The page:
Whether residents gather in person or tune in virtually, the Mercer Island Youth and Family Services (MIYFS) Foundation fundraising breakfast has been a crucial community event for the last two decades, according to the foundation’s Interim Executive Director Laura Oberto.
Entering its 21st year on Feb. 8 — and returning in person after two years due to the pandemic — the breakfast raises critical funding for YFS programming in the community and schools. The event, titled “Community, Connection, Compassion,” will occur at 7:30 a.m. at the Mercer Island Community and Event Center. Island resident and KUOW host Bill Radke will step into the master of ceremonies role, and will be joined on stage by speakers Oberto and YFS Administrator Tambi Cork.
Also providing insight into YFS’s vital position in the community will be counselors and anonymous residents through video interviews interwoven throughout the event.
“There will be two short videos that I think are really impactful because they’ve been edited to pull out the most meaningful messages,” said Oberto, adding that the foundation will also present an award to a local organization that has made an immense difference in the community.
Oberto said it will be beneficial for the community to hear directly from the hard-working YFS counselors.
“We were in a mental health crisis before COVID started, but they said the intensity of the cases are harder,” said Oberto, adding that they expect more than 500 people to attend the event. For those who aren’t yet comfortable to attend in person, the foundation aims to produce a highlight video for later viewing.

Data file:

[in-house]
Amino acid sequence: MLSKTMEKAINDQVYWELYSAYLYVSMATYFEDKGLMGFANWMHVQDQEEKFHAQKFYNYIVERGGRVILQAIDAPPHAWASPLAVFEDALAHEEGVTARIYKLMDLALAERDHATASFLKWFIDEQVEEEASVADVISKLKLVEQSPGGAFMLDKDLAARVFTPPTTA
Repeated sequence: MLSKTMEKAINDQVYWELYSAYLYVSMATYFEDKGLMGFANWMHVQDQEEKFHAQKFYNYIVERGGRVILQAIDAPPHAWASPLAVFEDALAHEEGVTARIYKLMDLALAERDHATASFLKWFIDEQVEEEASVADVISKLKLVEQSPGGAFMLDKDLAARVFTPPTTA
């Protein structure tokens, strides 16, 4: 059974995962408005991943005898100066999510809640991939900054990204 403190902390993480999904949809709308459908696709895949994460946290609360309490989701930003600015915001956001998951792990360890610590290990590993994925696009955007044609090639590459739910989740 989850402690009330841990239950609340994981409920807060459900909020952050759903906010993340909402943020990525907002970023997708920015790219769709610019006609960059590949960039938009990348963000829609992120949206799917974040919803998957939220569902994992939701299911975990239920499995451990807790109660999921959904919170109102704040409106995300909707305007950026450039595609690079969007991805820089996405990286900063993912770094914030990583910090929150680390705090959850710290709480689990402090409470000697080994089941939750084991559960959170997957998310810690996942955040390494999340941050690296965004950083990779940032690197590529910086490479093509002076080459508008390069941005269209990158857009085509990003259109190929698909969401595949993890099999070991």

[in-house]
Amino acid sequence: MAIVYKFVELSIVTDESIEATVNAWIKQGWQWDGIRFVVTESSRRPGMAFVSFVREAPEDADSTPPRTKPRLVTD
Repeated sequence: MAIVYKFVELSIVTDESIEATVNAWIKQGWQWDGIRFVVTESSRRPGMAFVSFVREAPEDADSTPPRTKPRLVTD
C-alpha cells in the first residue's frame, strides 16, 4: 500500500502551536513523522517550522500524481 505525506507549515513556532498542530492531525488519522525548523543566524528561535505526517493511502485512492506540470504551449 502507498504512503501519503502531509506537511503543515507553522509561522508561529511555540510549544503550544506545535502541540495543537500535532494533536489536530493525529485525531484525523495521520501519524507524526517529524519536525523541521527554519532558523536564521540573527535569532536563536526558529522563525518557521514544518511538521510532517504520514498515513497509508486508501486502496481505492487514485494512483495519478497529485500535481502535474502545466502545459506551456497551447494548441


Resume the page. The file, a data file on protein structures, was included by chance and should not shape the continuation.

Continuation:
Over the last two years, Island individuals, organizations and businesses supported YFS at the breakfast with about $460,000 (in 2022) and about $560,000 (in 2021) in funding. Presently, Oberto said they have made a commitment to the city to fund just over $500,000 to YFS on an ongoing basis.
“We are blessed in living in a really supportive community,” said Oberto, who noted that people stepped up and made the 2021 virtual breakfast the most successful one ever. “People were just overly generous in supporting YFS services, emergency assistance and mental health, which we needed.”
Community, connection and compassion abound on the Island through continuous YFS support along with funding the No Islander Goes Hungry (NIGH) initiative, holiday tree purchases and a multitude of other educational and funding opportunities, Oberto said.
“There’s an endless number of organizations that have worked together,” she said. On the compassion front, Oberto added that Islanders strive to “make a difference to keep this beautiful service that we have going.”
To register for the breakfast, visit https://breakfast.miyfs.org/